• This book is less gory than The Subtle Knife but still has some intense moments. Is reading about violence different than seeing it in a movie or video game? What about if it is in a fantasy context?

Book details

Author:Philip Pullman
Topics:Magic and fantasy
Book type:Fiction
Publisher:Alfred A. Knopf
Publication date:October 10, 2000
Number of pages:518
Publisher's recommended age(s):12

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Parent of a 1, 3, and 5 year old Written bypetersfamilyband February 7, 2009

Not a children's book

This is a thought-provoking and well-written book, but it is not a children's book. There's too much violence, and part of the plot involves the sexual awakening of two twelve-year-olds. I also think the themes of the book are above a child's head. The author interweaves Biblical imagery and allegory to express his belief in atheism. For children, though, who have trouble with abstractions and symbolism, I think it's unlikely that they'd reach the author's intended conclusion that there is no God. Instead, I think they'd take the story at face value and come to the conclusion that there is a God but he is bad and we should rebel against him. Also, there is never a clear dividing line between who is good and who is evil. For example, Lyra's father is supposedly one of the good guys and all the characters are flocking to join his revolution, but in order to set things in motion, he kills an innocent child. Blurred lines between good and evil might be realistic, but it's too confusing for a young child. I think this would be a great book for a teenager, but I'd be hesitant to let a younger child read it.
Parent of a 8 and 11 year old Written bytm333 April 9, 2008

Definately not for children

I heard the hype about this book and found it at my kids' elememtary school library. I read all three books in the trilogy and found this one to be very disturbing. First, the main characters go to the place where dead people go. They find that there is no heaven or hell, only a desolate wasteland where everyone goes for eternity. Where huge creatures torture each soul by reminding them of anything bad they might have done in their life. The idea of heaven is just a lie put on them by the people pushing religion. Secondly, toward the end of the book the main characters who have just reached puberty suddenly become "self-aware" and kiss passionately and ultimately have s** (although it is not explicit). The whole premise of the book is that religion, and I quote from the book "is a convenient mistake" and sin is actually a good thing. These may be interesting topics for debate in a college class, but definately not for children.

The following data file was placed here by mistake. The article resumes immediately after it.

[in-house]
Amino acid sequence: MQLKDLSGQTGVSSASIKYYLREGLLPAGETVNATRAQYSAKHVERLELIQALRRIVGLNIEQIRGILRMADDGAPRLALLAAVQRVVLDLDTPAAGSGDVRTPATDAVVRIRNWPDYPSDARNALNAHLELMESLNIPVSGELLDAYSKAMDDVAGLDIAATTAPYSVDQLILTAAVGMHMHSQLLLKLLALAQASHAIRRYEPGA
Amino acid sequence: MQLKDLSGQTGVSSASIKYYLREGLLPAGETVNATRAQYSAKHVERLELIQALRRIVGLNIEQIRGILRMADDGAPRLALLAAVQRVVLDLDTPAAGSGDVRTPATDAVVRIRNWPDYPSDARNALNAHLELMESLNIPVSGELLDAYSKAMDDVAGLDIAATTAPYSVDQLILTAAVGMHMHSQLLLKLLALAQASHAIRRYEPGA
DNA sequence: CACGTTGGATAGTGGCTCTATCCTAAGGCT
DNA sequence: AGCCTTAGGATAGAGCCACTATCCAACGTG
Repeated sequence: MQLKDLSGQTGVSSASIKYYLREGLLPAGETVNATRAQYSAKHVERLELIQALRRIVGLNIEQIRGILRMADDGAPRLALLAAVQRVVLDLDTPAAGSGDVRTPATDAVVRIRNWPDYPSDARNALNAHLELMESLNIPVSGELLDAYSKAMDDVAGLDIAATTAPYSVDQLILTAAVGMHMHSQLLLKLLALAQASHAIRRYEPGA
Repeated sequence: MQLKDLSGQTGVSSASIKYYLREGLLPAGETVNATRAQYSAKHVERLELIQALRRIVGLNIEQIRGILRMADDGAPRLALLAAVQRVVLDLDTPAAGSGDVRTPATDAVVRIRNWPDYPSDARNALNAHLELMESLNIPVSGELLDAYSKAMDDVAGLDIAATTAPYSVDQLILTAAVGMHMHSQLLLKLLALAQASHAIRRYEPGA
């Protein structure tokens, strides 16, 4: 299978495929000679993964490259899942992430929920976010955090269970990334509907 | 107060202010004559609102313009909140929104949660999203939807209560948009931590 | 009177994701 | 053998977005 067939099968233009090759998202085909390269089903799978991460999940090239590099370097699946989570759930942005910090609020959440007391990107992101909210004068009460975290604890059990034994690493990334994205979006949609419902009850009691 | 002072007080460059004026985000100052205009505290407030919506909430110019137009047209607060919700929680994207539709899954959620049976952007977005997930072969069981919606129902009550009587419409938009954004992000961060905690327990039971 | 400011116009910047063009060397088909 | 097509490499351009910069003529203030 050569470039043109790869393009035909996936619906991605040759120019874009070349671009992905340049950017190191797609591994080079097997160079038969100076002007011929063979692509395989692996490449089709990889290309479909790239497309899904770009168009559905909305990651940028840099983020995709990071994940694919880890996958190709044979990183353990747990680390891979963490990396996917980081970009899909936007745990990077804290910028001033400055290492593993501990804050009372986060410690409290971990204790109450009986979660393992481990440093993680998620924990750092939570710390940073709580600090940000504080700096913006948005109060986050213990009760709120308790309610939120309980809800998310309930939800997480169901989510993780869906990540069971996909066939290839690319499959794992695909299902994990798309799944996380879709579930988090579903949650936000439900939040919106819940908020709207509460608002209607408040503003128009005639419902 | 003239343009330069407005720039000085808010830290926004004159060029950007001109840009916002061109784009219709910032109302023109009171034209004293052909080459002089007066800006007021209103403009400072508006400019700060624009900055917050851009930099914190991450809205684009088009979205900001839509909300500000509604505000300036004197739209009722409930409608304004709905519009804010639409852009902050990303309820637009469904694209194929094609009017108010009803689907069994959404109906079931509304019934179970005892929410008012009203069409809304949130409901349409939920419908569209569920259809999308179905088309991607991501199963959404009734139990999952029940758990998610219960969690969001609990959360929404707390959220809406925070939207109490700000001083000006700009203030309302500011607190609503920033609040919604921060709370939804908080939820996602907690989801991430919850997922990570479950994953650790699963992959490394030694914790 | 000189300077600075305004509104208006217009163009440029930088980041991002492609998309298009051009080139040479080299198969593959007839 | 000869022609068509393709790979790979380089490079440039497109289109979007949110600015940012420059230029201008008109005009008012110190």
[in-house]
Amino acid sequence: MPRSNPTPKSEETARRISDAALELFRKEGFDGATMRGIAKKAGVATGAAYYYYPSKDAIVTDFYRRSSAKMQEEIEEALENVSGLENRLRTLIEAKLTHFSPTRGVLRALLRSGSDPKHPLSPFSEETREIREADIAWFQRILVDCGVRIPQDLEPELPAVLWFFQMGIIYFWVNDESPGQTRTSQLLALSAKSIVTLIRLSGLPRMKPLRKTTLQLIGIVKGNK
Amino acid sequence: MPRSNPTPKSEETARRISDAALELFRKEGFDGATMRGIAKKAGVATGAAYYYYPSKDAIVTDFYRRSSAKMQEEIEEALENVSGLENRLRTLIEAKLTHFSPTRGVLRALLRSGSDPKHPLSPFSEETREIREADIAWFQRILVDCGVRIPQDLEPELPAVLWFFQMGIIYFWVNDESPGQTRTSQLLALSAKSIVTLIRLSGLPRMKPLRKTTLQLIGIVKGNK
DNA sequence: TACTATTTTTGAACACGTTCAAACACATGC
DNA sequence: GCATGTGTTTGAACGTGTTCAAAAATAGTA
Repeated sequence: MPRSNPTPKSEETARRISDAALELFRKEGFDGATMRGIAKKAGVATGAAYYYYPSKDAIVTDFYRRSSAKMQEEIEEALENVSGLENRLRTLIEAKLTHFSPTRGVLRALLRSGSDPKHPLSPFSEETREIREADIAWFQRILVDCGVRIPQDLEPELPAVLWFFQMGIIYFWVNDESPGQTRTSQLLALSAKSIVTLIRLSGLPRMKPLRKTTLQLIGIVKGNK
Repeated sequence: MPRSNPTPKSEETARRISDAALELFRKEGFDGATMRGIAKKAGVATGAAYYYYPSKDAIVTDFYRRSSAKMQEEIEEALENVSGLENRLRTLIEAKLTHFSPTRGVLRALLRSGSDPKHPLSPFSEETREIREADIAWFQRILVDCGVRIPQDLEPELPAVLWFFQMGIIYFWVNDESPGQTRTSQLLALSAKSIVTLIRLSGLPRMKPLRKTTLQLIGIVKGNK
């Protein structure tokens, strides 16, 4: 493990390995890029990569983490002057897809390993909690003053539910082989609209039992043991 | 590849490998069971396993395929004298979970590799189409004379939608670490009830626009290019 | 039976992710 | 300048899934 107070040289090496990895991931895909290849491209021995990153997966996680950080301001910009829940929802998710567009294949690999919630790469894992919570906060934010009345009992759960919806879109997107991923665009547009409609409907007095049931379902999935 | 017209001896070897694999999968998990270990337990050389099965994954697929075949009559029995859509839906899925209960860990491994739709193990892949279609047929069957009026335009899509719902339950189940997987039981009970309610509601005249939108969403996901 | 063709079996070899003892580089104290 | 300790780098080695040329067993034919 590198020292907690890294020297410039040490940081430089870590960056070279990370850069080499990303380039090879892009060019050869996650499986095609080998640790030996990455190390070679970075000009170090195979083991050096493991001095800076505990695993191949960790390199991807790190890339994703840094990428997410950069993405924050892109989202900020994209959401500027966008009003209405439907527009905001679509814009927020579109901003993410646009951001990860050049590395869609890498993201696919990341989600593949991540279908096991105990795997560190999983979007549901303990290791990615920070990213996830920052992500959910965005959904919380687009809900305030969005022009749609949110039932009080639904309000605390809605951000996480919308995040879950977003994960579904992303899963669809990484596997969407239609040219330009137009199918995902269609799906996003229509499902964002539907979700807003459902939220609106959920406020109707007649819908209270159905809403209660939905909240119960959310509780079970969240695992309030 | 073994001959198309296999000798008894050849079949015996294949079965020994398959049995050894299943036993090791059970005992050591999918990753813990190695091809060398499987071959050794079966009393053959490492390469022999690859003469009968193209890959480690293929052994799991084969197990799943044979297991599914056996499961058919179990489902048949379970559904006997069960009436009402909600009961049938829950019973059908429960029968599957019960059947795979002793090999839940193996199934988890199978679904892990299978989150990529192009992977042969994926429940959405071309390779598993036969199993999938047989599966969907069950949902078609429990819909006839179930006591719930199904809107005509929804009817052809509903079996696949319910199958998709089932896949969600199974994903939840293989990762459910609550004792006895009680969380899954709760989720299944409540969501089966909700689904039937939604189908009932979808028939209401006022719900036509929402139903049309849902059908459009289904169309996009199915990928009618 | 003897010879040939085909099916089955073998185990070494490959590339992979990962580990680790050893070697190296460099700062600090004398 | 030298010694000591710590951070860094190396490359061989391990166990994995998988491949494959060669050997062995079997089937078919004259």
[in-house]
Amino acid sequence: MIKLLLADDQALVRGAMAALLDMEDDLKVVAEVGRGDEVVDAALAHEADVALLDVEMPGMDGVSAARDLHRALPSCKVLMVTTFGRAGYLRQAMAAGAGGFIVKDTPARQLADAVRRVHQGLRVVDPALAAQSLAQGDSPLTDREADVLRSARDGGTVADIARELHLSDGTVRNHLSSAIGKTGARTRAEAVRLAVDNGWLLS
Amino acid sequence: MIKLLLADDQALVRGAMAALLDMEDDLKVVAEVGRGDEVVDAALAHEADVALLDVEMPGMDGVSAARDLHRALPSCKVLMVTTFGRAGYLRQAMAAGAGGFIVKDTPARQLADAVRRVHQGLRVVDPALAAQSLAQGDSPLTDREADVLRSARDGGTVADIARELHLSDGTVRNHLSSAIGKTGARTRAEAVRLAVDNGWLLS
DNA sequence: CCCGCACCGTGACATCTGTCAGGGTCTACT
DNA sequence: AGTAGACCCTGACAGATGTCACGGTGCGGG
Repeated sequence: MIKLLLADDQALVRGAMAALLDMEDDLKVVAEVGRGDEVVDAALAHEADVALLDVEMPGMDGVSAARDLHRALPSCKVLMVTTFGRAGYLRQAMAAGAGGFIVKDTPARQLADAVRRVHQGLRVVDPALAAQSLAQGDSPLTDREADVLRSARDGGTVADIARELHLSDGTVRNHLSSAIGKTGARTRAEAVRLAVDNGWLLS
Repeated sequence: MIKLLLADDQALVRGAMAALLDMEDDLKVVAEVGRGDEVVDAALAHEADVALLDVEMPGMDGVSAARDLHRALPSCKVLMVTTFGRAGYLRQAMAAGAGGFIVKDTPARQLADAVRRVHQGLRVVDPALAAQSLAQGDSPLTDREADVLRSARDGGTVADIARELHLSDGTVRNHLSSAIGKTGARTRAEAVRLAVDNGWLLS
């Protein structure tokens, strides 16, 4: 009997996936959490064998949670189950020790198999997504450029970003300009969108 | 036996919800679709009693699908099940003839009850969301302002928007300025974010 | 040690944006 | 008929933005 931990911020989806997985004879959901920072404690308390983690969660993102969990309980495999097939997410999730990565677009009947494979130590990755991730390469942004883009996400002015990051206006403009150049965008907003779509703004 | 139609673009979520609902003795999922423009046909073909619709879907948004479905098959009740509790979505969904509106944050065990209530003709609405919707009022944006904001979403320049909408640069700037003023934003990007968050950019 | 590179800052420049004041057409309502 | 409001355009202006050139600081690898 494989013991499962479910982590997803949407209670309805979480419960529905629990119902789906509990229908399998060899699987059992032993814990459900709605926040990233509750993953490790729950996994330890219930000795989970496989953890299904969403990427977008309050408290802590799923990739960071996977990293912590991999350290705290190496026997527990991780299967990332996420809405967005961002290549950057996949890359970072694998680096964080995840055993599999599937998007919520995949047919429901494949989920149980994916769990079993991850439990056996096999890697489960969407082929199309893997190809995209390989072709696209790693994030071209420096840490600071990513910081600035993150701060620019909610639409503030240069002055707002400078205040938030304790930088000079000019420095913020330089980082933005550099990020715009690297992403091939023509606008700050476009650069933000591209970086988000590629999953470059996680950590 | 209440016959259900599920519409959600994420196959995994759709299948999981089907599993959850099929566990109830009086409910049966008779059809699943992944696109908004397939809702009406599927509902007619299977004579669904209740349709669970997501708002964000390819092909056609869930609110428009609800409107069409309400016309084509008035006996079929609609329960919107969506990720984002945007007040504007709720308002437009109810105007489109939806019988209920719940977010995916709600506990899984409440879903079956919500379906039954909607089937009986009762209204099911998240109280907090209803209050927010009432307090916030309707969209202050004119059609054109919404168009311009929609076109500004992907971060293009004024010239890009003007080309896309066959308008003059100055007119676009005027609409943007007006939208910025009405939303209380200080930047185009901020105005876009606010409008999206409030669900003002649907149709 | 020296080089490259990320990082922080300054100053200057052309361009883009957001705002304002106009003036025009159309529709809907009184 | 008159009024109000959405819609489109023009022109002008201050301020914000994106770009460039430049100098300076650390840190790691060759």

Teen, 14 years old Written bymilly93 April 9, 2008

Ignore complainers about the religious issues.

So there's a lot of stuff about religion... so who cares? #1, it's fiction. #2, if you are old enough to read this (12-13+) then you can tell the difference between fact and fiction. And besides, there is a God in this book if you think about it - Dust. Dust is not an old man who lives in the sky, it's actually closer to what a lot of people feel like God is - that he is kind of spread out throughout the world keeping the world alive. This book is not really against God or some supreme, good force, it's more against an establishment that's doing an injustice to people. It's obviously NOT based on the real-life Church, so why gripe about that? As for romance-related stuff, that is up to parents. It wasn't an issue for me. And they never actually said that the kids went beyond kissing, even if it was implied. I read the book when I was 13, and didn't realize that they could have gone that far until I was 14 or 15. So if you are old enough to realize how far they MIGHT have gone, you are old enough to know not to go that far yourself. I guess to boil this all down to one thing, you would have to say: if you're old enough to understand, you're old enough to know better. And when you get past all of that, this is simply a great book, entertaining to the last page. There are many beautiful aspects of the book.